In a project shrouded in secrecy, work is due to start on recovering the cargo, which was being transported to the United States to help pay for the Allied effort in the Second World War.
The scale of the treasure trove is likely to unleash a series of competing claims from interested parties. Salvage laws are notoriously complex and experts say there could be many years of legal wrangling ahead.
In order to protect its find until the cargo is brought to the surface, the company that located the wreck has not released the name of the vessel or its exact location, but has given the ship the code name "Blue Baron".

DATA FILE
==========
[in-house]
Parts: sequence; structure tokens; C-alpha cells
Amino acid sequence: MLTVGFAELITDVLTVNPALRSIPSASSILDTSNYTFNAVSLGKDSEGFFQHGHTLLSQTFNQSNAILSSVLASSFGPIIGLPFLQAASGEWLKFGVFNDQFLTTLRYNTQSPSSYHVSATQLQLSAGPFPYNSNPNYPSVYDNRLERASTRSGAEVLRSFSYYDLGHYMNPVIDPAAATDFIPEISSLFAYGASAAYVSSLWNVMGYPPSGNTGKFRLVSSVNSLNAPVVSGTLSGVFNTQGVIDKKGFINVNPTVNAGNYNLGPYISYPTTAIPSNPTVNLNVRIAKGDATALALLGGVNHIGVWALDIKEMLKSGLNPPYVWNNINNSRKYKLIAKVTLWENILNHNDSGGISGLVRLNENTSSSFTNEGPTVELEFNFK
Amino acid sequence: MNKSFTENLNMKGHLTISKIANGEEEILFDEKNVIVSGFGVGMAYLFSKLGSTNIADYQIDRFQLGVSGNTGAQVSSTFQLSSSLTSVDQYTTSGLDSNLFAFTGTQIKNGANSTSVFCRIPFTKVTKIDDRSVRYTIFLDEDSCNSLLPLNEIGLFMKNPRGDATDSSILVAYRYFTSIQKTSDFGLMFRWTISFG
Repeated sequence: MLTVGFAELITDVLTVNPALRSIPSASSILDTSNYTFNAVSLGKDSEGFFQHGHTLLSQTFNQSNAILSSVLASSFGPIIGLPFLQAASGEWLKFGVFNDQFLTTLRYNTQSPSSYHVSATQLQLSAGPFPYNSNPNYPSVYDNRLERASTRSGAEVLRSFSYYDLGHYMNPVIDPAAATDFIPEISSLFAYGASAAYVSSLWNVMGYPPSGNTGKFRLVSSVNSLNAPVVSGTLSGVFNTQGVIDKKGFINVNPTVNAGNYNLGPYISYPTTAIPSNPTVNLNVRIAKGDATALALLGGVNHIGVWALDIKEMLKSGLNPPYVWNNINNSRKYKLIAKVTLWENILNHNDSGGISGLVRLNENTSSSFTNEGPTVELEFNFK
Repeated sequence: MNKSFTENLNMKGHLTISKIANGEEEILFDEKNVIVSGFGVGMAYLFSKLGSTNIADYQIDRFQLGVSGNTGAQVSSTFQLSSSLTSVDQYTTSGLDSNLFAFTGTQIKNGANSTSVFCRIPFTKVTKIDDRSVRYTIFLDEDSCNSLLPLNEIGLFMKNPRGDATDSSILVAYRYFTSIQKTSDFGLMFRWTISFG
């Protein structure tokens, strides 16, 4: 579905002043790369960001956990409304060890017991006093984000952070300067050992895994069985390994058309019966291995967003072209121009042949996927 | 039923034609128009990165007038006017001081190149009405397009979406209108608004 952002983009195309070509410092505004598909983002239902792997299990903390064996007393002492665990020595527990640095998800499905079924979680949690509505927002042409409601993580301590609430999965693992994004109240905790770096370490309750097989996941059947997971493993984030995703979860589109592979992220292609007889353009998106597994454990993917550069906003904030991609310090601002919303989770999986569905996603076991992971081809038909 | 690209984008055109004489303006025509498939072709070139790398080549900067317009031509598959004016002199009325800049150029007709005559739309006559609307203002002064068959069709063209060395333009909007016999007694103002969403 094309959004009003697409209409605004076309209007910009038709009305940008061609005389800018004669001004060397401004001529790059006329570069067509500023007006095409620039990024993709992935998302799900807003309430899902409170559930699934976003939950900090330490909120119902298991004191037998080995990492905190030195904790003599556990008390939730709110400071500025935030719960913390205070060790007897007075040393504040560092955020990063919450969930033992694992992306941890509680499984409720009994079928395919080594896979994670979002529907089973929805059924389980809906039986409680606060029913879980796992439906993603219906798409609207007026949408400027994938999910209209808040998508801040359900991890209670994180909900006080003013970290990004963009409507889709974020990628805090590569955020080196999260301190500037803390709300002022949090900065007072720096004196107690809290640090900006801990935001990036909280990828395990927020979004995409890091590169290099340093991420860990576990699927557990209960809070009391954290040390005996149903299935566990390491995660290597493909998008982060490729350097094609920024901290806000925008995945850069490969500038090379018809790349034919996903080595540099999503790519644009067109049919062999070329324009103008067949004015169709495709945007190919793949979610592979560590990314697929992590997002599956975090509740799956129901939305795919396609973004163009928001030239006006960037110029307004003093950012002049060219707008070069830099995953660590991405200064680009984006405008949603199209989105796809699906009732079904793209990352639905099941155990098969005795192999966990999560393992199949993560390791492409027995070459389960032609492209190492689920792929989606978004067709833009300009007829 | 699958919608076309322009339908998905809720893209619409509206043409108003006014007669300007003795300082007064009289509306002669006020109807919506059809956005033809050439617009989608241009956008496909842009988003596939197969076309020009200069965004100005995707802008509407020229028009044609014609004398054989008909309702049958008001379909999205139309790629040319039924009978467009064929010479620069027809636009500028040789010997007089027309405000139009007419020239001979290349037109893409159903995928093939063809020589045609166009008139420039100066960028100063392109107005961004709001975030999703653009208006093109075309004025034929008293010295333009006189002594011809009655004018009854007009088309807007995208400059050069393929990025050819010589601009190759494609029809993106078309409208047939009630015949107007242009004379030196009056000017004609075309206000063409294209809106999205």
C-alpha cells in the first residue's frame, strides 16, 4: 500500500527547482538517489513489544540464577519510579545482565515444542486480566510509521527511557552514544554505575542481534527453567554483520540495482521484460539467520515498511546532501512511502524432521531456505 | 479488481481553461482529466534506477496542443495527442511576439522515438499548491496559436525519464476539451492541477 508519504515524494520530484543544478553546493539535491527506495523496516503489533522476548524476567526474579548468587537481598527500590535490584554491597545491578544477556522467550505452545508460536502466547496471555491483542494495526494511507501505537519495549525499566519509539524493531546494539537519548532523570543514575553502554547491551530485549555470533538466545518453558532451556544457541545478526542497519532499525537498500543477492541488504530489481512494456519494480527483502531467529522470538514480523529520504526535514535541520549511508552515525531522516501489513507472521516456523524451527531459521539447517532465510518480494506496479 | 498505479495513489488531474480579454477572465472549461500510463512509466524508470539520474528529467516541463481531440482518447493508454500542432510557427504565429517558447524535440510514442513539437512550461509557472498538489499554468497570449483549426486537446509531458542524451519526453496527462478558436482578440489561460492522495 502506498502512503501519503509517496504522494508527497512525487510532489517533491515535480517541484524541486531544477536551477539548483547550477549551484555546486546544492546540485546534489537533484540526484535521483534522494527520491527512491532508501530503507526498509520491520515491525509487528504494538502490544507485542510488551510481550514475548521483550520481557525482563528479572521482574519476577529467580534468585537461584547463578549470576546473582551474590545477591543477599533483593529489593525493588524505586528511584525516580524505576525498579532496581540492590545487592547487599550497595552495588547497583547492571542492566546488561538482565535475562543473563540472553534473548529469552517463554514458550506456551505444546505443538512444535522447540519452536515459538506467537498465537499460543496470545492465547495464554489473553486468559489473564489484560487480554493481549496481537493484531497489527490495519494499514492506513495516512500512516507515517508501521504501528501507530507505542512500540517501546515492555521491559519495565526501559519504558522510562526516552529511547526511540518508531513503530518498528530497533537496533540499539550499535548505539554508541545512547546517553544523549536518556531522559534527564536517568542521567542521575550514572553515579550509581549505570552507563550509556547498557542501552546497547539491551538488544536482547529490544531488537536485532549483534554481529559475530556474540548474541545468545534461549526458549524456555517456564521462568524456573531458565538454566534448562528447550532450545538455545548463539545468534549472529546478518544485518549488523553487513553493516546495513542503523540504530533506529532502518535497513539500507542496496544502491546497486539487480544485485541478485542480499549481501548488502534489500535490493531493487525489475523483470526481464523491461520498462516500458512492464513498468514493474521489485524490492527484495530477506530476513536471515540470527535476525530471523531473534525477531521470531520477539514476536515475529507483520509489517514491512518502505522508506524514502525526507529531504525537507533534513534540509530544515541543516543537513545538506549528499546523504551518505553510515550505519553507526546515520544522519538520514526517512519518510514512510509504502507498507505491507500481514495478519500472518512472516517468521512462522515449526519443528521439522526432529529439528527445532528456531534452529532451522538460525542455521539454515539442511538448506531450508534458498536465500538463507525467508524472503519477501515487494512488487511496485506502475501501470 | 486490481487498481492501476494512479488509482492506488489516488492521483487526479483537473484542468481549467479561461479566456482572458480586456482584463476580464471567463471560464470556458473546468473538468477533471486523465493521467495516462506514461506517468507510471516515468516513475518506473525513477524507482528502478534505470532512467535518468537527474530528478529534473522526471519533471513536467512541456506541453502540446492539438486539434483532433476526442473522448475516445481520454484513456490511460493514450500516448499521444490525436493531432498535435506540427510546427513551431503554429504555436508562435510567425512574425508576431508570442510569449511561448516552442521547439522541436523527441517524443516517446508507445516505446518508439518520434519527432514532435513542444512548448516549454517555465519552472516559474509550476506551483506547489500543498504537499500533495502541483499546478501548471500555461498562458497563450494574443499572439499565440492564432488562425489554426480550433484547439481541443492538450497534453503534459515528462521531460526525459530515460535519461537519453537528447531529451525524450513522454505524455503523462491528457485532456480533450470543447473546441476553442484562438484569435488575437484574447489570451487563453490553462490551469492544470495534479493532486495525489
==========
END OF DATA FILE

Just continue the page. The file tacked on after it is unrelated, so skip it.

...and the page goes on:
It says the merchant ship, which had a predominantly British crew, had left a European port, laden with goods for the US Treasury under the Lend-Lease scheme, whereby the American government gave material support to the Allied war effort in exchange for payments.
The Blue Baron first sailed to a port in South America, where it unloaded some general cargo, before continuing north in a convoy, heading for New York.
However, the company claim it was intercepted by German U-boat U87 and sent to the bottom by two torpedoes in June 1942, with the loss of three crew members.